In this circuit, DC and low frequency signals are simultaneously blocked by the capacitor and shorted to ground through the inductors.
Higher frequencies will pass through the capacitor but will be impeded across the inductors. The output is taken from the second inductor after the high frequencies have passed the capacitor.
Pi Filter Advantages
Low ripple factor
Rectifiers would ideally produce a smooth DC signal, but they can’t do this without filtration. The amount of AC component that remains in the DC output of a rectifier is called the ripple factor. One job of a rectifier filter is therefore to minimize the ripple factor.
Pi filters are a simple and reliable way to significantly improve ripple factor from a rectifier circuit. The three stages of the pi filter combine to reduce the ripple and improve the output quality. The total ripple factor is improved when compared with an LC filter, and is dramatically improved compared to a single component filter.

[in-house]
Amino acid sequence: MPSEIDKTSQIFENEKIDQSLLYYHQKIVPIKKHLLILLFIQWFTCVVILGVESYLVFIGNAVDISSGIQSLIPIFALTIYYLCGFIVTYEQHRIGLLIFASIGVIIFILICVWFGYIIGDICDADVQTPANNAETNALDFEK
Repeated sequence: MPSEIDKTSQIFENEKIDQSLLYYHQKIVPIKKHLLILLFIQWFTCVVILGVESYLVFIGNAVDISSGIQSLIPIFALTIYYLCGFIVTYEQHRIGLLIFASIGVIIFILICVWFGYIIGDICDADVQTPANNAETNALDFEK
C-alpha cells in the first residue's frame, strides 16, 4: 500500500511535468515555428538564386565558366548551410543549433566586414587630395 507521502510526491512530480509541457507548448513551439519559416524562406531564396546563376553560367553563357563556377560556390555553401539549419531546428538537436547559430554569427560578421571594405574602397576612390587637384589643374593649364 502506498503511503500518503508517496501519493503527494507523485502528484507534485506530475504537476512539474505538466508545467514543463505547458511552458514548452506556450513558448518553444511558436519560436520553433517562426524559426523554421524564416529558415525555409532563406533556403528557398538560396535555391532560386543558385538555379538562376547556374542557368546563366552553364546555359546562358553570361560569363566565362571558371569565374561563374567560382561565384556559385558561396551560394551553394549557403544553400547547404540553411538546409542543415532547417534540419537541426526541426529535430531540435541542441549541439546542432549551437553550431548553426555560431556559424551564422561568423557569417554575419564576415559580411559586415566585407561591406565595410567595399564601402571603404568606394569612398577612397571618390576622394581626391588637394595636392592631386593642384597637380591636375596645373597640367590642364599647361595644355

Easy RF design
Pi filters are relatively easy to design in high frequency applications. They can often be integrated directly into the PCB traces using the capacitive and inductive properties of the traces themselves.
High output voltage
Pi filters are suited for power-related applications where high DC voltages are required.
Pi Filter Disadvantages
Pi Filters Can Be Expensive
Inductors can be expensive, particularly those with higher power ratings. This can lead to a relatively high cost for the pi filter in some applications.
Pi Filters Can Be Large
Both inductors and capacitors can be big and relatively heavy, so this can be a significant consideration depending on the application.